- VBS email
 - Print photos
 - Tball snacks
 - HSA contribution
 - Babysitter
 - Coffee, soap, peanut butter

And that's just what I found on the kitchen counter. You get it. You're there, too. I know. Let's do the silent nod of understanding. It's just that time of year . . . 

Which has been great. Busy - yes, of course - but these are good days. Let's not forget that in the rush.

I'm going to leave you with two of my favorite pictures from the last few days. This one is my oldest at his first piano recital. My sister-in-law took it, and I love it.
If you're ever discouraged about the state of the world, attend a recital and listen to young people play classical music. Listen to them perform pieces they've memorized and worked on for months. It will restore your faith.

Then there's this:
The one on the end in the striped shirt is my youngest. This was after his preschool graduation, and I love the joy on these boys' faces. These buds have been together since they were toddlers. Friendship is a grand gift.

So, persistence and friendship. These are just two of the gems that have come out of this "busy" time. I'm grateful, and I'm savoring. 

And I will be back with more, later.

Speaking of friendship . . . Linking up for the last time and excited about what is in store for her:

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Advice on Raising Boys

Wednesday, May 7, 2014

I wrote this for a friend who will have her first boy soon. I thought I might share it here. I had so much fun finding pictures to go with it. 

Some Unsolicited Advice From Your Friend With Boys

Boys have a reputation of being rough and tumble, loud, messy and wild. Most are, most of the time. 

But what I’ve learned in my 7+ years of being a boy mom is that boys are surprisingly tender and sensitive.

You never know what might make them cry. They can go from tough to skirt-clinging in the blink of an eye.

They need loads of approval and reassurance, right along with tons of discipline. They need to be heard, chased, and snuggled.

You are going to be a great boy mom. And your son is going to be one lucky boy.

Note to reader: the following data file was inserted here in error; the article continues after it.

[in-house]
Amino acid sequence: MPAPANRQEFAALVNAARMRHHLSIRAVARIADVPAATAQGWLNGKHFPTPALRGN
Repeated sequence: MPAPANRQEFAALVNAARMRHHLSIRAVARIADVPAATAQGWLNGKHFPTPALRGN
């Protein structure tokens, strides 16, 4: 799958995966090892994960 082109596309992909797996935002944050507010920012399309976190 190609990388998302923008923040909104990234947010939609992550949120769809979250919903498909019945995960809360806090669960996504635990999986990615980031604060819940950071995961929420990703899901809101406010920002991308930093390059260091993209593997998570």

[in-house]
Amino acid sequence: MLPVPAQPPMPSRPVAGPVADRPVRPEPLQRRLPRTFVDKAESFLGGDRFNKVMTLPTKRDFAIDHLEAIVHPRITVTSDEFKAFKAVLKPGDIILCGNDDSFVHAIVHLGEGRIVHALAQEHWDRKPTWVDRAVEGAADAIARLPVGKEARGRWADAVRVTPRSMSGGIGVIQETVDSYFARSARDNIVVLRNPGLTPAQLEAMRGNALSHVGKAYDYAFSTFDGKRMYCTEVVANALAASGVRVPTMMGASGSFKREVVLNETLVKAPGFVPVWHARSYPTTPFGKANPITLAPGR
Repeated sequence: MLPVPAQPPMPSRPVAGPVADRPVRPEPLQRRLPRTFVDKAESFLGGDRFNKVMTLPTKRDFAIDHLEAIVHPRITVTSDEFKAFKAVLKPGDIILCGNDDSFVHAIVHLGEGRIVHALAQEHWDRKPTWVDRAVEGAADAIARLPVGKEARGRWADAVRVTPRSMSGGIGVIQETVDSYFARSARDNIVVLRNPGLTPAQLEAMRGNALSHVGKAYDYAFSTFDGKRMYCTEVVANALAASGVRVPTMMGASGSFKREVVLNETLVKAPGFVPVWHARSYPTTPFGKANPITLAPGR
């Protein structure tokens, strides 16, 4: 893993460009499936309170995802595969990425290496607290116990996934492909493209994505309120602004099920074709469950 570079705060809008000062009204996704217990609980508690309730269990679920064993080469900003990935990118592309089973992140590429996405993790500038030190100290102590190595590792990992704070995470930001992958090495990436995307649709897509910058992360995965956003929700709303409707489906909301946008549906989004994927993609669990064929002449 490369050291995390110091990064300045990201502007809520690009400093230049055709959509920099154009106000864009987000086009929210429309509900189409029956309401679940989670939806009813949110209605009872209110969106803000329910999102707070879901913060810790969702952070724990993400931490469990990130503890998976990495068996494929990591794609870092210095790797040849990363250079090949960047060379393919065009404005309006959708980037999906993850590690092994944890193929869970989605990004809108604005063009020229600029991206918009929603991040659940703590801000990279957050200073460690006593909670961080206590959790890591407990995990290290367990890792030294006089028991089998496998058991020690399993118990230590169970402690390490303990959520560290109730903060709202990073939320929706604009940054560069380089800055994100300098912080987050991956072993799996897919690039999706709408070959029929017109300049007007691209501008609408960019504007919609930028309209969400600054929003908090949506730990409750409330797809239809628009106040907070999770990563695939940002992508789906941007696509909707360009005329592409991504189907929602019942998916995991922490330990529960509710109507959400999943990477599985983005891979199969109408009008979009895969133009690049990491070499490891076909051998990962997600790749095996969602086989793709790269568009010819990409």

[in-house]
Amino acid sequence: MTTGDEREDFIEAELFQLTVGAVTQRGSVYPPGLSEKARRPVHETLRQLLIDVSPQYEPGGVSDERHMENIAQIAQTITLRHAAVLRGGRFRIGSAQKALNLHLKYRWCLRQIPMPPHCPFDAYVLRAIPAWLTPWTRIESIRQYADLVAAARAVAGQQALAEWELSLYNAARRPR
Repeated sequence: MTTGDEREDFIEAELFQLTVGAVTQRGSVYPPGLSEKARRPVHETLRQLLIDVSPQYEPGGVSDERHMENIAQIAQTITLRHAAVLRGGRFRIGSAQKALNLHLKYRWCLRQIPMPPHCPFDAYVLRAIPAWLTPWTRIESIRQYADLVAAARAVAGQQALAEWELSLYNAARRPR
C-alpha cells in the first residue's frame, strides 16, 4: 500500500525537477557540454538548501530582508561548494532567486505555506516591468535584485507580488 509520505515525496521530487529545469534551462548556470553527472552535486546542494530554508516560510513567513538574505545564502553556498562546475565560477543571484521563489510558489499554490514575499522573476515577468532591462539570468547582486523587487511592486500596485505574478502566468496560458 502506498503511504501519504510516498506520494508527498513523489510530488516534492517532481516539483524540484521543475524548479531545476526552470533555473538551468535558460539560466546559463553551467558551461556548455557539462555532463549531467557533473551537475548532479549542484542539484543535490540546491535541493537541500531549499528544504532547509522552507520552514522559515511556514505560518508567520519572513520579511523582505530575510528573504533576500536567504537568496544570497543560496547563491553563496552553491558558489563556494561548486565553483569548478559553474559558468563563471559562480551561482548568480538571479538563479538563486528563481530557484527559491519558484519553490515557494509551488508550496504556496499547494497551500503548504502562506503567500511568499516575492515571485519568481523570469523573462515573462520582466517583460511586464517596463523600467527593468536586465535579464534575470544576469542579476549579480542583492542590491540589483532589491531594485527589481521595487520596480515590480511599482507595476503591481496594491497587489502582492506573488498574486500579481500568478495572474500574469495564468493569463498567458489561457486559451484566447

What have you learned about raising boys? Any of it surprising?

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Opportunity Overload

Monday, May 5, 2014

One thing I've noticed, now that I'm working outside the home more, is that I have less time for blogging and social media networking. 


When I had more time (and was seriously considering "taking my blog to the next level") I didn't know where to start. I fell like I was in an opportunity wasteland. Now, I see how I could make a real go of it, but I just don't have the time I'm choosing to spend my time in other ways. The fact that I now feel like I am in a season of opportunity overload, feels a bit ironic. It feels a bit, "Really? REALLY??"

Take yesterday, for example. My friend Angie, brought the Listen To Your Mother show to Charleston. I could have auditioned to be a part of it. I didn't. Instead, I told Angie I would help, and I took tickets at the door. It was great. I'm glad I was there, and I enjoyed watching. I especially enjoyed meeting Abby. I did not feel envious of those on stage. (Promise.) But there it was . . . Opportunity.

Also on Sunday, The Influence Network had a meet up less than a mile from my house. (This falls into the Really? Really?!? category.) I had no excuse not to go, other than my prior commitment to Listen to Your Mother, the inability to clone myself, the gorgeous day outside, the fact that my husband and kids were at the pool, a long list of household duties that always await, etc., etc. Opportunity Overload.

I'm viewing this as an opportunity to learn a lesson: I don't have to gulp it all down. It is okay to let some opportunities pass me by. I can't be a professional everything. I have to remind myself that it's okay for this blog to just be a hobby. It's okay for me to simply occupy a tiny corner of the social media universe. It's okay for me to not know every local creative. It's okay for me to not have even heard of the blogger you love. I can't keep up with everything, and I will miss out on this that and the other thing.